Seattle by way of Tokyo

Out of all the kinds of rock music a person can encounter in Japan, grunge and post-grunge never seem to have found many Japanese counterparts.

Rock bands such as Glay, L’Arc~en~Ciel, Luna Sea and Shazna are somewhat stuck in the early 80s, sporting sounds not too far removed from Def Leppard, the Outfield, the Cure or all of them at the same time.

Then there are the punk bands such as Number Girl and Mummy the Peepshow that worship their Gang of Four, Pixies and Dead Kennedy records.

Where are the Japanese bands that dug Mother Love Bone, Soundgarden, early Smashing Pumpkins and Jane’s Addiction?

Oblivion Dust seems to be it. (If you know of any, let me know.)

OD traffics in the post-punk, post-metal Pacific Northwest rock sound previously favored by Dragon Ash and perhaps most of the Western Hemisphere up until 1997.

Singer Ken Lloyd sports a half-British, half-Japanese ethnicity, allowing him to traverse both English and Japanese quite effortlessly. His voice sounds more reminiscent to Jay Gordon of Orgy or a more talented Marilyn Manson, even on tracks where he attempts to channel Eddie Vedder.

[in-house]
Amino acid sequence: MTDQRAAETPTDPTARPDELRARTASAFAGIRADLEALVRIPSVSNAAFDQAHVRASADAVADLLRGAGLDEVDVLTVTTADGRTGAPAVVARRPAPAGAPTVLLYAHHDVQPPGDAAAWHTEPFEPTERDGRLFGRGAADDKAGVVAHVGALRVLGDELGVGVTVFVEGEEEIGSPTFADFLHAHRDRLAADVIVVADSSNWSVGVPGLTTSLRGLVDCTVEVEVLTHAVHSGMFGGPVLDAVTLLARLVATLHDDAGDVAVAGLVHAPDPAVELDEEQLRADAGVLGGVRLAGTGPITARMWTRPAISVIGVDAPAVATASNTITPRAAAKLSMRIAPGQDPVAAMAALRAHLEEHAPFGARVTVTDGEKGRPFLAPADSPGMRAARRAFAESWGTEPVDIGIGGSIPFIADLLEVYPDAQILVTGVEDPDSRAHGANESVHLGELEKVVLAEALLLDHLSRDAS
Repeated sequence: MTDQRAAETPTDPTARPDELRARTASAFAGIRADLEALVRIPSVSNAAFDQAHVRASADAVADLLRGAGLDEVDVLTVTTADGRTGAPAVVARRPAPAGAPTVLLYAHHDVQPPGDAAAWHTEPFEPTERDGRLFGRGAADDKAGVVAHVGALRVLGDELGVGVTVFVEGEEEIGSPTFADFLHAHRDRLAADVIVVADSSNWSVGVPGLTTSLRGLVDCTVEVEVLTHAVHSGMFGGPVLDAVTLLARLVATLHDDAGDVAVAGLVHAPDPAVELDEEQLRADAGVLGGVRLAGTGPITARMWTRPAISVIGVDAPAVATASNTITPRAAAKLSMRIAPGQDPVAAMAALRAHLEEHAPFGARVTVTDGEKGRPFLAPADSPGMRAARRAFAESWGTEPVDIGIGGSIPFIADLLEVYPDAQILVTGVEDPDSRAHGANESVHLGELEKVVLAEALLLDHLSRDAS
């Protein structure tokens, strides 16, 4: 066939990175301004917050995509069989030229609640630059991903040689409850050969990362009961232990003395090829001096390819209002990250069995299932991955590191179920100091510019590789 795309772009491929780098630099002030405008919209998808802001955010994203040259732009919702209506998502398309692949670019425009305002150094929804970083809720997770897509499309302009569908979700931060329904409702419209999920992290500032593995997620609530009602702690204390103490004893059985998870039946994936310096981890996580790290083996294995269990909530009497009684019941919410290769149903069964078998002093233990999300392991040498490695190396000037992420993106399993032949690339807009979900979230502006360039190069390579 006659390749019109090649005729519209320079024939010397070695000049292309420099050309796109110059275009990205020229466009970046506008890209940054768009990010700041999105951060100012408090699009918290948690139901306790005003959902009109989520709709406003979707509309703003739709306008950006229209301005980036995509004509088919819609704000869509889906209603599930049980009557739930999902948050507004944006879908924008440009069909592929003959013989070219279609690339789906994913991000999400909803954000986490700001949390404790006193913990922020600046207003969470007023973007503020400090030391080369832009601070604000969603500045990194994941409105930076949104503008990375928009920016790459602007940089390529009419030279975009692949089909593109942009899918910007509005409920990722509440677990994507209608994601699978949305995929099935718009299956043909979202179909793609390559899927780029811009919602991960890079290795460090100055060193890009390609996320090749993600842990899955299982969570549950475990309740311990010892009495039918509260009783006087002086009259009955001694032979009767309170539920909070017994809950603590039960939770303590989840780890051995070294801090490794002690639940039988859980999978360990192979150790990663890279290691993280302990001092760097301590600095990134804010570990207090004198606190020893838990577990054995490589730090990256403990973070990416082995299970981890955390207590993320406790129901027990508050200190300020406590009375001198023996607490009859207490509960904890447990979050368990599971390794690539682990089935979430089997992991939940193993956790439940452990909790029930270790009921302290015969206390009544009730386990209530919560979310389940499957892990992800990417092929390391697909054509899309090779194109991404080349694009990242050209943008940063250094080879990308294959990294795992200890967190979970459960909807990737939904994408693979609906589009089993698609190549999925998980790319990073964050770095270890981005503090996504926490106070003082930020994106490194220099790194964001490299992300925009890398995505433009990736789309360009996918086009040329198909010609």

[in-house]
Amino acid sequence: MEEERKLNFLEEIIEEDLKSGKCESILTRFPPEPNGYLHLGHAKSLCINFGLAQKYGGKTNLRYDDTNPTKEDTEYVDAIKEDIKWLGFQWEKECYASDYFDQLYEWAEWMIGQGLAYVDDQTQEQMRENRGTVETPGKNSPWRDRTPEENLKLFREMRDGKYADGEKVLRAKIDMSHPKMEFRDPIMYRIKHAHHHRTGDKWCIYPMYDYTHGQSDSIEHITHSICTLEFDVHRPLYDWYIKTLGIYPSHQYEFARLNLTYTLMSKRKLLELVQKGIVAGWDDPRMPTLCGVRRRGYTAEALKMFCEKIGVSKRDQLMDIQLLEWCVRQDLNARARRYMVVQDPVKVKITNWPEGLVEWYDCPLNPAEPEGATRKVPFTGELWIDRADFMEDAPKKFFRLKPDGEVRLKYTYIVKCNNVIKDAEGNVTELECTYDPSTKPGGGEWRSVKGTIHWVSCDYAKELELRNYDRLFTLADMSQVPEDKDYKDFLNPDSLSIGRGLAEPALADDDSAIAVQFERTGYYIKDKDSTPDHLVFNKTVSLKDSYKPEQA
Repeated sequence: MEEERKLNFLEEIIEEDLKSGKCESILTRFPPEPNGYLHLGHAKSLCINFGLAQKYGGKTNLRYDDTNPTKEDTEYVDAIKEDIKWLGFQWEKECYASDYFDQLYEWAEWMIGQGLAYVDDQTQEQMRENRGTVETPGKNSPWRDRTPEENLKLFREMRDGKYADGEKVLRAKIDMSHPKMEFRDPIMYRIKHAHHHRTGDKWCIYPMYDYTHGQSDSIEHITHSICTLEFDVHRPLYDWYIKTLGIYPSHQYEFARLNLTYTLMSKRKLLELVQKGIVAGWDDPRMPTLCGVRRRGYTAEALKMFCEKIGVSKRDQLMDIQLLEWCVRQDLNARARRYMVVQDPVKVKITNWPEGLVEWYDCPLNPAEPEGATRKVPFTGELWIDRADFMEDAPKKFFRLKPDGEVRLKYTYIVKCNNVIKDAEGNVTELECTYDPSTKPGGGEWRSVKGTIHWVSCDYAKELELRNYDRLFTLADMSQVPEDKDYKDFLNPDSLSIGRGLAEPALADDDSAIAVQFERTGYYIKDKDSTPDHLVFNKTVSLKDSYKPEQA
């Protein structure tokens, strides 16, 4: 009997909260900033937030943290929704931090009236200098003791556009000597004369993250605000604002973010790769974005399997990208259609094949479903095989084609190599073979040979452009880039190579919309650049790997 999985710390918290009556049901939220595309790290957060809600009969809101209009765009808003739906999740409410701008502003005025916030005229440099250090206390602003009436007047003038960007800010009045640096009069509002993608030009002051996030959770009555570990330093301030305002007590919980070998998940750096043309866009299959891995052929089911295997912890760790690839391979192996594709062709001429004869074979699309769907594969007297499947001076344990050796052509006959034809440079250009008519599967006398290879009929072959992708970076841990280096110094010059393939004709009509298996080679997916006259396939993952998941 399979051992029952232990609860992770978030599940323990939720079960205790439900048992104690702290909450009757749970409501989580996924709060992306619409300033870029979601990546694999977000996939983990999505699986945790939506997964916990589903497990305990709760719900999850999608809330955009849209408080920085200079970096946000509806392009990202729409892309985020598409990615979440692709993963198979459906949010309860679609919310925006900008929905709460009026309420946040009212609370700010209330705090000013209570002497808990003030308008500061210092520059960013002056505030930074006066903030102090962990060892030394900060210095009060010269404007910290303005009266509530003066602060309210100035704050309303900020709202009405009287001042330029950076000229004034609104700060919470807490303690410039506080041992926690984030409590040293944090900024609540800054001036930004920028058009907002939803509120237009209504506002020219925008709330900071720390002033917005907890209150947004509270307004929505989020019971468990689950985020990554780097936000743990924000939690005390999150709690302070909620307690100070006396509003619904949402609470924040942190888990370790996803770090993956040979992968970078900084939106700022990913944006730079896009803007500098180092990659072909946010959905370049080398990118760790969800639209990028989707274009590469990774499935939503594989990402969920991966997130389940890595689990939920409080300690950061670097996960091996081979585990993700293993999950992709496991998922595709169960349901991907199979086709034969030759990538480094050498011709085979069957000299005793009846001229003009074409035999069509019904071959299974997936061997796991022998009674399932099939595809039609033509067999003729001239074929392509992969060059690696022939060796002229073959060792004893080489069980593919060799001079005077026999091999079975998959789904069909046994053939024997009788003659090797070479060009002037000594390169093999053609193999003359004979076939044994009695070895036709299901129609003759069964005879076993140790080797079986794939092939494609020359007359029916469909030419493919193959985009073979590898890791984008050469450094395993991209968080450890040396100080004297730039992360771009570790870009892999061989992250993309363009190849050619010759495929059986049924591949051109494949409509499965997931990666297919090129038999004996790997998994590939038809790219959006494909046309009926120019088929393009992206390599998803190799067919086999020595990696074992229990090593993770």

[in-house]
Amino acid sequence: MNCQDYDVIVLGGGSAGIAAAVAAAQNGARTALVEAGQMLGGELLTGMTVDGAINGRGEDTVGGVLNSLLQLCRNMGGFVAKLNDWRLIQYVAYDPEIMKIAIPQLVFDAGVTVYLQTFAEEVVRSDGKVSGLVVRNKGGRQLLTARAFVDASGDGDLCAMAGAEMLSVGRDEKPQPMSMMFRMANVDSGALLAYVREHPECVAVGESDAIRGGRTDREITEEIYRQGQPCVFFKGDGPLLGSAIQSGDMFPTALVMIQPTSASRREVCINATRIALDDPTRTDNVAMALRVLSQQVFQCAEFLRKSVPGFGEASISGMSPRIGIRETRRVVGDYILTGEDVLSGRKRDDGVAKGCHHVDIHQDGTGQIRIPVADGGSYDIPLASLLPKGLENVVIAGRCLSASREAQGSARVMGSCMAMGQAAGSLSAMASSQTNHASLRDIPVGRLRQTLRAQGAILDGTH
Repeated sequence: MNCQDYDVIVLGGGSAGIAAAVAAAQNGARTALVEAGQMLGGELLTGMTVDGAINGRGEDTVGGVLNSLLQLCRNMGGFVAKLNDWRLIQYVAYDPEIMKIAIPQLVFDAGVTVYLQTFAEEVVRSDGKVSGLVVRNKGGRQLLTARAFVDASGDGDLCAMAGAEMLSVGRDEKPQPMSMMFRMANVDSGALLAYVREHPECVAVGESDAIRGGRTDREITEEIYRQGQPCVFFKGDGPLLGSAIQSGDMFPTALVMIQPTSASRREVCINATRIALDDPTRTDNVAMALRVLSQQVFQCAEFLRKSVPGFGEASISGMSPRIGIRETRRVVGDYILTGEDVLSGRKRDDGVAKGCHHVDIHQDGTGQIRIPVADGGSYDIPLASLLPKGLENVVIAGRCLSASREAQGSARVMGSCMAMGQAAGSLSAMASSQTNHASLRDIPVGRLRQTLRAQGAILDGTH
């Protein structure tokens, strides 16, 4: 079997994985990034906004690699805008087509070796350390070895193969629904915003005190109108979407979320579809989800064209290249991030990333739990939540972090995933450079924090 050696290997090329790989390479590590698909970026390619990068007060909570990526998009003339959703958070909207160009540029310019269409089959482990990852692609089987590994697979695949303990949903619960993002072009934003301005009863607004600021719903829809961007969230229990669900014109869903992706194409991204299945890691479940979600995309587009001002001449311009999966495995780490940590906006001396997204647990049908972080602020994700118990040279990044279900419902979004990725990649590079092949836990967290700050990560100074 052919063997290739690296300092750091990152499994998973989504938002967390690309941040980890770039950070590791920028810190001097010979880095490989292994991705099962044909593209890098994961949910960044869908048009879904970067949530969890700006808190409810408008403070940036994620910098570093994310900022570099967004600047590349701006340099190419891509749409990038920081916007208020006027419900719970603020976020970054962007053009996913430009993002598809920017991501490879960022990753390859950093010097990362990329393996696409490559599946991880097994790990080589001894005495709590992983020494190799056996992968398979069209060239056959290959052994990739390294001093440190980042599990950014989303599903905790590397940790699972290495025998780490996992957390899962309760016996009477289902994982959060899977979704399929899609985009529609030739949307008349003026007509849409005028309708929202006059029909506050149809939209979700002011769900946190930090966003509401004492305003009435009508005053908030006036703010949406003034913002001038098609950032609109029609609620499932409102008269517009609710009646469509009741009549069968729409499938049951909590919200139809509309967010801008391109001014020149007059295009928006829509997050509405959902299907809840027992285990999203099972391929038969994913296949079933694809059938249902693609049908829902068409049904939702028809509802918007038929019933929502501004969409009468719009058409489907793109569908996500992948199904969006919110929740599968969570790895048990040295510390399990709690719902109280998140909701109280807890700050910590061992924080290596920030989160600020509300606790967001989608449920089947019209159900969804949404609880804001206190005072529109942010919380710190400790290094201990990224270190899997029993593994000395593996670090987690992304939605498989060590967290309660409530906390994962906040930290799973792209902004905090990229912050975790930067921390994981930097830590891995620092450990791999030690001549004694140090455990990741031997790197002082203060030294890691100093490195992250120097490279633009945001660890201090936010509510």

With American Ray McVeigh at the production helm of OD’s albums — Reborn being the band’s third — the group sounds positively tough against its more chart-topping peers.

Like FEED, Oblivion Dust is very distinguishable among Japanese bands but quite indistinguishable among American bands. If the group were recorded and releasing albums in the States four years ago, they would have been a potential great international crossover.

But commercial considerations aside, Oblivion Dust performs the kind of big chord, big gesture rawk music that’s so unfashionable in a teenybop world.

There’s nothing particularly new about Reborn, aside from the songwriting. The riffs are all there, but they somehow sound just different enough to warrant some attention.

Either that, it’s just cool to hear Pearl Jam-like rock sung in Japanese.